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The Ceremonies [Mass Market Paperback]

T.E.D. Klein
3.8 out of 5 stars  See all reviews (11 customer reviews)

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Customer Reviews

Most helpful customer reviews
5.0 out of 5 stars The Jersey Devil March 7 2010
By Jonathan Stover TOP 1000 REVIEWER
Format:Hardcover
Klein's one-and-only novel is not just a great horror novel -- it's a great novel in any genre. What he pulls off here is extraordinarily rare, creating a text that manages to work what can be seen as metafictional commentary on, in this case, the entire history of horror fiction into a structurally elegant and compelling horror novel populated with flawed but sympathetic characters.

Stripped to its basics, The Ceremonies tells the story of a 30ish New York City grad student in English literature whose thesis is on Gothic and horror literature, and whose life suddenly starts to resemble some of the works he's reading over the course of a summer.

Klein comes up with one of the most innovative reworkings of the "forbidden book" trope in horror fiction that I can think of. Normally, the forbidden book (say, H.P. Lovecraft's Necronomicon) is a text invented for a work of fiction which, within the world of that fiction, reveals in whole or in part the secret workings of the universe. Generally, a forbidden text is rare, dangerous even to read, and filled with knowledge that undermines all cultural norms when it comes to religion. For example, the Necronomicon reveals that all human religion is a comforting lie that obscures the true, horrifying and precarious state of humanity in a universe that is consciously hostile towards us.

But as the malign Old One muses in the novel, forbidden knowledge never stays hidden. As a character in another Klein story notes, if the Necronomicon really existed, it would be available in paperback in any book store.
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4.0 out of 5 stars A flawed masterpiece of atmospheric horror June 21 2006
By Daniel Jolley TOP 50 REVIEWER
Format:Mass Market Paperback
T.E.D. Klein entered the world of horror fiction with a great big splash when The Ceremonies was published in 1984. The novel was met with much critical success, being nominated for a 1985 World Fantasy Award and winning the British Fantasy Society award for best novel. Stephen King proclaimed it the most exciting horror novel since Peter Straub's Ghost Story. The Ceremonies really is a magnificent work of horror, but it is not for everyone. If you like action on top of action, you may find yourself bogged down and discouraged by this novel. At over 500 pages, it is rather long, and it can seem even longer than it really is to readers seeking quick thrills. Klein builds this novel quite slowly and tediously, creating an atmosphere of impending doom that grows in short increments from one page to the next. It is not the awful events that make this horror novel work; it is the atmosphere of dread and suspense. One cannot help but detect a little bit of Lovecraft in Klein (and not just because one of the characters is called the Old One), although both men's style differs considerably. The power that stands to be unleashed by the completion of "the ceremonies" described here is gargantuan, an awesome, world-destroying creature called up from the depths of the earth, a creature too ancient to even be labeled evil.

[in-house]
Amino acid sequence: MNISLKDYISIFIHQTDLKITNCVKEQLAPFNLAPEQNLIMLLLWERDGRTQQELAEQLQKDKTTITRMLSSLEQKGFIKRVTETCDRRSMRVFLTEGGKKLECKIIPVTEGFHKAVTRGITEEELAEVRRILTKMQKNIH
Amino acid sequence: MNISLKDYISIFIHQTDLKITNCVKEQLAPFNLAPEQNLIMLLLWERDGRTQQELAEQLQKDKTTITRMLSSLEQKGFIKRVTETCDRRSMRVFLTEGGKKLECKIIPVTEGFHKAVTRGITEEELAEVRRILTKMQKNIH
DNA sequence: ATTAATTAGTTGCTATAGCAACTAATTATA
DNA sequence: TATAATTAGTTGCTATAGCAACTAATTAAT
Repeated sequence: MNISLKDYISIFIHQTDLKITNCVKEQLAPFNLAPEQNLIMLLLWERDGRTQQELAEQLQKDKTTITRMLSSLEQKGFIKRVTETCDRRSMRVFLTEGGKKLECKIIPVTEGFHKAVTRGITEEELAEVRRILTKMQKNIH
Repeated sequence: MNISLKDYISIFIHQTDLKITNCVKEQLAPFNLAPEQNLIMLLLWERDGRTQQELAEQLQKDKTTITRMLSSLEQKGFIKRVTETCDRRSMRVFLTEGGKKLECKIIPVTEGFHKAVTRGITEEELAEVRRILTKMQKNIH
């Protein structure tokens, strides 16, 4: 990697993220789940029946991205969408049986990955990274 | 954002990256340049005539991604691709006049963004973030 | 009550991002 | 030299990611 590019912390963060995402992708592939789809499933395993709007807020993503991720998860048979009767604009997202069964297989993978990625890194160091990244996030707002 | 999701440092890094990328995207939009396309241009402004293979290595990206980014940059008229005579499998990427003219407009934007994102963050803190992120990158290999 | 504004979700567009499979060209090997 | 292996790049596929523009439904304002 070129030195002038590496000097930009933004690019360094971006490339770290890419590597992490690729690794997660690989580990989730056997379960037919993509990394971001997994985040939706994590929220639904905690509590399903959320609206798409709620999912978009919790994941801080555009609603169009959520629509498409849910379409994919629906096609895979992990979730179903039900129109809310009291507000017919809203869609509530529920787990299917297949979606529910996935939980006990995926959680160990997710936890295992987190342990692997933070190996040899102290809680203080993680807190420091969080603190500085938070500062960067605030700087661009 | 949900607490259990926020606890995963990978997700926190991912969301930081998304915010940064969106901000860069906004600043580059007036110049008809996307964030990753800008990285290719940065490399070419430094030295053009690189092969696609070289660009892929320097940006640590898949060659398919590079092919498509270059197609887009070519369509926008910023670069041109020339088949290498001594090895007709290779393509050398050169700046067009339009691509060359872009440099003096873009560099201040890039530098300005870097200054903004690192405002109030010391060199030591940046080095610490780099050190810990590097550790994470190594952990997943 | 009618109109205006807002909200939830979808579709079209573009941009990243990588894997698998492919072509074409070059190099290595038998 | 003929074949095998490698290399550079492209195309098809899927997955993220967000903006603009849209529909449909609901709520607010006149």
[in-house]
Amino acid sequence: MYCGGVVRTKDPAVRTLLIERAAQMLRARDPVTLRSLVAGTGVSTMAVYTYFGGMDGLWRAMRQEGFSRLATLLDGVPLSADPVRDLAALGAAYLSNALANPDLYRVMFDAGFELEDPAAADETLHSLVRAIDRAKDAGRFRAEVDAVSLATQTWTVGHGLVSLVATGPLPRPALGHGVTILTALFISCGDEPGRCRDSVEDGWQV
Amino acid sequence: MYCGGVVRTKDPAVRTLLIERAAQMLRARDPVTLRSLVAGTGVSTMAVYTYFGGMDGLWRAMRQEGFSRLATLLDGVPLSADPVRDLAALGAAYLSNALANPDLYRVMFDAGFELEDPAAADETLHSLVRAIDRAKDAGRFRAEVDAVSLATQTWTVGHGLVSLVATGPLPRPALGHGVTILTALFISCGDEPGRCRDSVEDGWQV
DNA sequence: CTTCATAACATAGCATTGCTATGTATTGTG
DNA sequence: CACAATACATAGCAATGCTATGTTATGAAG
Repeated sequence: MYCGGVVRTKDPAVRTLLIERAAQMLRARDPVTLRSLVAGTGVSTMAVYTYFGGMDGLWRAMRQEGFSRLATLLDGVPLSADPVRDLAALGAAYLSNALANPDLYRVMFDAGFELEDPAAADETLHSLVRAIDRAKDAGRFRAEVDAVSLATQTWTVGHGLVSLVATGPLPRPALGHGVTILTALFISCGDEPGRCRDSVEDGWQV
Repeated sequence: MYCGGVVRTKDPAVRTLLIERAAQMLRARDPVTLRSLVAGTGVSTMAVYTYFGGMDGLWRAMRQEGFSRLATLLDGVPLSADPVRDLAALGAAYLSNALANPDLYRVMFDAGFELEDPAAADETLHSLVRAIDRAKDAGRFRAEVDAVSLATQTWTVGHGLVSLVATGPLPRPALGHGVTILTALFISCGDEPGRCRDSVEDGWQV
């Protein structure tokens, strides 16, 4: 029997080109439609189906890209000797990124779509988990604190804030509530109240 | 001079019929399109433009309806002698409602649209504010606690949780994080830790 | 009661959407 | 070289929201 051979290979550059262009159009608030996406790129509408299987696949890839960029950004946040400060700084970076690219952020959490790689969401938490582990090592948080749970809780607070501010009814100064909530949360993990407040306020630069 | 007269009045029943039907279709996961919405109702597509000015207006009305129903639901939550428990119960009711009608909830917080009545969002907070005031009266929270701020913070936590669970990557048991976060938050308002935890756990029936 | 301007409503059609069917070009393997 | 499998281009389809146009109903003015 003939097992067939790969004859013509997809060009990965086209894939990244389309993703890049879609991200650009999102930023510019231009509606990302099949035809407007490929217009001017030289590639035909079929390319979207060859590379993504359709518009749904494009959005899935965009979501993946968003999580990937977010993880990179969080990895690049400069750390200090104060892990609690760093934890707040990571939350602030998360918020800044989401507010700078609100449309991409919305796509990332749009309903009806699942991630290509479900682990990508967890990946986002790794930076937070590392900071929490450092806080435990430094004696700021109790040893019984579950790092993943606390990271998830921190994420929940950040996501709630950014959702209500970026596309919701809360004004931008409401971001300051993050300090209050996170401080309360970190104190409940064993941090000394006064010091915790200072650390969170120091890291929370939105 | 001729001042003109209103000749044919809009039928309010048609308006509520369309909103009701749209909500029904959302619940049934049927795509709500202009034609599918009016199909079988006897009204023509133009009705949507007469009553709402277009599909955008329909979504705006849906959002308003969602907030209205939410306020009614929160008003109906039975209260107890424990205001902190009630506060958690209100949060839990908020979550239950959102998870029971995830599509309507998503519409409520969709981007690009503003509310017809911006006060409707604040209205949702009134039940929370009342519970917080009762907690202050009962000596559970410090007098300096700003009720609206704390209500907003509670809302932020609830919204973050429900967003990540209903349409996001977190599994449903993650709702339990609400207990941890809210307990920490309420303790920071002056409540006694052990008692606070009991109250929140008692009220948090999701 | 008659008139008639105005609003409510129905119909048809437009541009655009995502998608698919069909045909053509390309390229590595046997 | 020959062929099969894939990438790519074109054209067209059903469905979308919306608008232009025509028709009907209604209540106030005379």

There are several storylines running through this novel, and their paths converge on only a few occasions, which is a facet of the writing that may bother some readers.
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4.0 out of 5 stars very creepy Feb. 4 2000
By cudgel
Format:Mass Market Paperback
great atmosphere of malevolence here building to a climax that, admittedly, is a letdown. not a lot happens here but the undefined evil that is impending keeps you reading. that very lovecraftian sense of dread and an unstoppable evil just kept at bay, an interesting setting and believable characters make this book, despite the limp resolution. what happened to klein, anyway? only two books and then--nothing. get back on the horse t.e.d.!
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5.0 out of 5 stars A landmark work of modern horror fiction Jan. 31 2000
Format:Mass Market Paperback
This book, as with its companion piece, Dark Gods, should have a permanent place on every horror/dark fantasy fan's book shelf. The disquieting atmosphere evoked by this book provides an inimitable reading experience that is unlike anything being written today by modern dark fantasy writers, the majority of whom seem always compelled to assault their readers with cheap, formulaic narrative. To appreciate this book you must have a natural affinity for the rich gothic literature of the 19th century and a sensitivity to dark, slow-moving drama. You cannot be a passive reader. This book is not a 'stalk-and-slash' thriller; its aesthetic merit is not found in its ability to thrill, but in its ability to inspire awe and a profound sense of disturbing unease. Read it as such and you will not be disappointed.
Other writers capable of producing brilliantly dark and disturbing prose include: Fritz Leiber, Thomas Ligotti, Thomas Tessier, and Steve Rasnic Tem.
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2.0 out of 5 stars Slightly Entertaining Jan. 5 2000
Format:Mass Market Paperback
This is the first book I've read by Klein and I have to say that it was written very well. That's about it. For the most part the story was boring. Once in awhile it would pick up the pace which would soon die off. The end left me with the feeling of what the hell happened? I hope Klein's other works are better than this one.
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